CONSTITUTIONALITY OR OTHERWISE OF APPOINTMENT OF MINISTERS IN NIGERIA
There has been some controversy in our dear Country Nigeria since the coming into power of President Muhammadu Buhari, one of such controversy includes the delay in nominating ministers.
However for whatever procedure that is being followed, there is a laid down constitutional provision for it, which directs the affairs of the executive,legislative and judiciary arm of government. Before laying down our criticisms if any, it is only proper that we look at the constitutional provisions in relation to the path taken by the President and see if the provisions was adhered to or otherwise.
The constitutional provision as contained in chapter 6, section 147 to 149 states as follows
(1) There shall be such offices of Ministers of the Government of the Federation as may be established by the President.
(2) Any appointment to the office of Minister of the Government of the Federation shall, if the nomination of any person to such office is confirmed by the Senate, be made by the President.
(3) Any appointment under subsection (2) of this section by the President shall be in conformity with the provisions of section 14(3) of this Constitution:-
provided that in giving effect to the provisions aforesaid the President shall appoint at least one Minister from each State, who shall be an indigene of such State.
(4) Where a member of the National Assembly or of a House of Assembly is appointed as Minister of the Government of the Federation, he shall be deemed to have resigned his membership of the National Assembly or of the House of Assembly on his taking the oath of office as Minister.
(5) No person shall be appointed as a Minister of the Government of the Federation unless he is qualified for election as a member of the House of Representatives.
(6) An appointment to any of the offices aforesaid shall be deemed to have been made where no return has been received from the Senate within twenty-one working days of the receipt of nomination by the Senate.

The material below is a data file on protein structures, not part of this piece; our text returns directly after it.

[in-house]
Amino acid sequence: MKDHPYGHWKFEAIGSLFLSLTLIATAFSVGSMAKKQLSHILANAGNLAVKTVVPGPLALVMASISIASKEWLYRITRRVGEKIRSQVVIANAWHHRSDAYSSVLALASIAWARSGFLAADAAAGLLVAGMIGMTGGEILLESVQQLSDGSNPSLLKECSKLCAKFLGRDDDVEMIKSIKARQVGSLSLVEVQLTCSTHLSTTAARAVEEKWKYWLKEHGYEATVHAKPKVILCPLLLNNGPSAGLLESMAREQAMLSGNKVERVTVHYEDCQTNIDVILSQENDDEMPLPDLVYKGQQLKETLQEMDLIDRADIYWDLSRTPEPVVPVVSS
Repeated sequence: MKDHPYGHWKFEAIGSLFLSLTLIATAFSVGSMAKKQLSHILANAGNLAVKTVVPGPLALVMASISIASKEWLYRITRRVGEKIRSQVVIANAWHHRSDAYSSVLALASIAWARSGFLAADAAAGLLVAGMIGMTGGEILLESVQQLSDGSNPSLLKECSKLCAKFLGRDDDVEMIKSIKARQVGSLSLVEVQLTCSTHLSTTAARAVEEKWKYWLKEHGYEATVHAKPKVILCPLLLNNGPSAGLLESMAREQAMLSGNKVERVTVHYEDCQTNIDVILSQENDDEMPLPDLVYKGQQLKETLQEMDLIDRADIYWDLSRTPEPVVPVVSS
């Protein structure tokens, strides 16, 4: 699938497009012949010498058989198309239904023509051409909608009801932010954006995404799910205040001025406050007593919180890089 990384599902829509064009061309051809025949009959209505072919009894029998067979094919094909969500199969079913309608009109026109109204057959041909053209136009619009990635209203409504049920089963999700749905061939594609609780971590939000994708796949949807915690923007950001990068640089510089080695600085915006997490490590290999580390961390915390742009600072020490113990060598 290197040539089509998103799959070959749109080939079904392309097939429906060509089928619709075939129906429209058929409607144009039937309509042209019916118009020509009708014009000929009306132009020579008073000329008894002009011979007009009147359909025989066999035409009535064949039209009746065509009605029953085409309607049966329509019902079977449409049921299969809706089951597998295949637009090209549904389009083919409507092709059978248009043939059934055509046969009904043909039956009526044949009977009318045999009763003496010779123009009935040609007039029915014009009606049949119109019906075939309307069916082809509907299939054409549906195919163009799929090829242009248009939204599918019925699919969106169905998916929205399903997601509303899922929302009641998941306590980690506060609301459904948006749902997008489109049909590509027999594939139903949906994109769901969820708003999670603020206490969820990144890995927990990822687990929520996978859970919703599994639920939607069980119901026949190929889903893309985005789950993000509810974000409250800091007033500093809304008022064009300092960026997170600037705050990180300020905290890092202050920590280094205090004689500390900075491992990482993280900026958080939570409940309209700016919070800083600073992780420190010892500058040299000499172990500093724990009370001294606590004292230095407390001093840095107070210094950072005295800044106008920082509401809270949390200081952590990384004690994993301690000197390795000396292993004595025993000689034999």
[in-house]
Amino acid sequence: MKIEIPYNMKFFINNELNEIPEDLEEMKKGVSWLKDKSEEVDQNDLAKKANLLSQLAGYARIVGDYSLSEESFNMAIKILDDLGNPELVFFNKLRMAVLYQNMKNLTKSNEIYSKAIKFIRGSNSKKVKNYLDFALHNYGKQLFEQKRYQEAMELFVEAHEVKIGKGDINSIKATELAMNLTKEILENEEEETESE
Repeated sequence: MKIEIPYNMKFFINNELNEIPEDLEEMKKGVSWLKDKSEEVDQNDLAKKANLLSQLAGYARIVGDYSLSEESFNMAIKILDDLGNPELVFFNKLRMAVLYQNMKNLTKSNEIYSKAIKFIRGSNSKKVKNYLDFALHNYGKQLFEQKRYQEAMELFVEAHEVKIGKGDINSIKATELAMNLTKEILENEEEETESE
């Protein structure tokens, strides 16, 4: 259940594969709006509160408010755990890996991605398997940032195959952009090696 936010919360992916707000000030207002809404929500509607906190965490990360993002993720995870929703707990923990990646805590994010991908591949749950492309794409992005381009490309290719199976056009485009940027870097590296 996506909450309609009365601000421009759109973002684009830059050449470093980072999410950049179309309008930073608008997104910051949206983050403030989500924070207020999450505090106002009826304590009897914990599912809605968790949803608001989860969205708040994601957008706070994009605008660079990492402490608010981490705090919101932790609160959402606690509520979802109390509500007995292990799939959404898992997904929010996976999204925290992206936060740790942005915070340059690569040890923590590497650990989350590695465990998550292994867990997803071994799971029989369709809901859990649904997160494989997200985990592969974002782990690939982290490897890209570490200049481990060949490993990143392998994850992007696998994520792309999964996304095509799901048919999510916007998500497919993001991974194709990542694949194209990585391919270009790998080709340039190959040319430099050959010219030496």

(1) The President may, in his discretion, assign to the Vice-President or any Minister of the Government of the Federation responsibility for any business of the Government of the Federation, including the administration of any department of government.
(2) The President shall hold regular meetings with the Vice-President and all the Ministers of the Government of the Federation for the purposes of -
(a) determining the general direction of domestic and foreign policies of the Government of the Federation;
(b) co-ordinating the activities of the President, the Vice-President and the Ministers of the Government of the Federation in the discharge of their executive responsibilities; and
(c) advising the President generally in discharge of his executive functions other than those functions with respect to which he is required by this Constitution to seek the advice or act on the recommendation of any other person or body.
149. A Minister of the Government of the Federation shall not enter upon the duties of his office, unless he has declared his assets and liabilities as prescribed in this Constitution and has subsequently taken and subscribed the Oath of Allegiance and the oath of office for the due execution of the duties of his office prescribed in the Seventh Schedule to this Constitution.
The above constitutional provision is self explanatory, in line with the present nomination of ministers in Nigeria, can we boldly say that the constitutional provisions have been obeyed.
The senate sets procedure for ministerial screening of its nominess, however to every rule there is an exception, in terms of screening of ministerial nominees, some nominees enjoy the privilege of "TAKE A BOW AND GO"reason being that “it is a privilege reserved for former federal lawmakers ..... Senator Muhammed Ali Ndume the majority leader had this to say in relation to the privilege enjoyed by some former senators in this just concluded screening.
" what we did now was that even if you were a member of the National Assembly, and you are nominated and because of the respect we have for our colleagues, you can bow and go, we felt you need to interact with us and that was exactly what we did on the floor.” to read further MINISTERIAL SCREENING
In accordance with section 149 of the 1999 Constitution as ammended, it is an exercise to demand for certificate of assets declaration issued by the Code of Conduct Bureau (CCB) from the nominees.
Section 147(5) makes an important demand that only a person who is qualified to be a member of the House of Representatives can be adjudged fit to be screened as a minister of the Federal Republic of Nigeria.
Most of us where opportuned to watch the screening process, i can easily conclude if i was satisfied with the screening or not but that is a personal decision for each and everyone of us to make,once you can relate the nomination and screening process with the constitutional provisions.
the most recent in the news is the fact that some of the minsters wont have a portfolio, again this is raising serious controversy.
MINISTERS WITHOUT PORTFOLIO
According to Wikipedia. A minister without portfolio is either a government minister with no specific responsibilities or a minister who does not head a particular ministry.
kindly comment in relation to the state of affairs in the Country as it will be highly appreciated.